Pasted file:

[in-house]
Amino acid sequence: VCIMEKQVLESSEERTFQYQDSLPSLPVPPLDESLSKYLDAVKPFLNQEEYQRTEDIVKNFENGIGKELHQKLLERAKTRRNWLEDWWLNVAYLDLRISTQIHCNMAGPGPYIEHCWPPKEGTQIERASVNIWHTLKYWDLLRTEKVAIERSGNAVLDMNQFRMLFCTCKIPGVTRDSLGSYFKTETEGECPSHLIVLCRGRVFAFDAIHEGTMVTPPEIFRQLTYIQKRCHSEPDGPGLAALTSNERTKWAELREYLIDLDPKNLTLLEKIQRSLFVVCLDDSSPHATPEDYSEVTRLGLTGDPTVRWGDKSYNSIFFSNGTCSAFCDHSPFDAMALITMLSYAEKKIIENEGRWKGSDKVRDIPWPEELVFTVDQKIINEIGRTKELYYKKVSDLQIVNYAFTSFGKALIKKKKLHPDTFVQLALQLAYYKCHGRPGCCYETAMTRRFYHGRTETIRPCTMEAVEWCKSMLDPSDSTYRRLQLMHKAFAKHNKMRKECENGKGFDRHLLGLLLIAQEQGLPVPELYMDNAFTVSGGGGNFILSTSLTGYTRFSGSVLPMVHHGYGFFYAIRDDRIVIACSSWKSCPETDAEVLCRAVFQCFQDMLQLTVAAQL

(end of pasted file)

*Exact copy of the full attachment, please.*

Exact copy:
[in-house]
Amino acid sequence: VCIMEKQVLESSEERTFQYQDSLPSLPVPPLDESLSKYLDAVKPFLNQEEYQRTEDIVKNFENGIGKELHQKLLERAKTRRNWLEDWWLNVAYLDLRISTQIHCNMAGPGPYIEHCWPPKEGTQIERASVNIWHTLKYWDLLRTEKVAIERSGNAVLDMNQFRMLFCTCKIPGVTRDSLGSYFKTETEGECPSHLIVLCRGRVFAFDAIHEGTMVTPPEIFRQLTYIQKRCHSEPDGPGLAALTSNERTKWAELREYLIDLDPKNLTLLEKIQRSLFVVCLDDSSPHATPEDYSEVTRLGLTGDPTVRWGDKSYNSIFFSNGTCSAFCDHSPFDAMALITMLSYAEKKIIENEGRWKGSDKVRDIPWPEELVFTVDQKIINEIGRTKELYYKKVSDLQIVNYAFTSFGKALIKKKKLHPDTFVQLALQLAYYKCHGRPGCCYETAMTRRFYHGRTETIRPCTMEAVEWCKSMLDPSDSTYRRLQLMHKAFAKHNKMRKECENGKGFDRHLLGLLLIAQEQGLPVPELYMDNAFTVSGGGGNFILSTSLTGYTRFSGSVLPMVHHGYGFFYAIRDDRIVIACSSWKSCPETDAEVLCRAVFQCFQDMLQLTVAAQL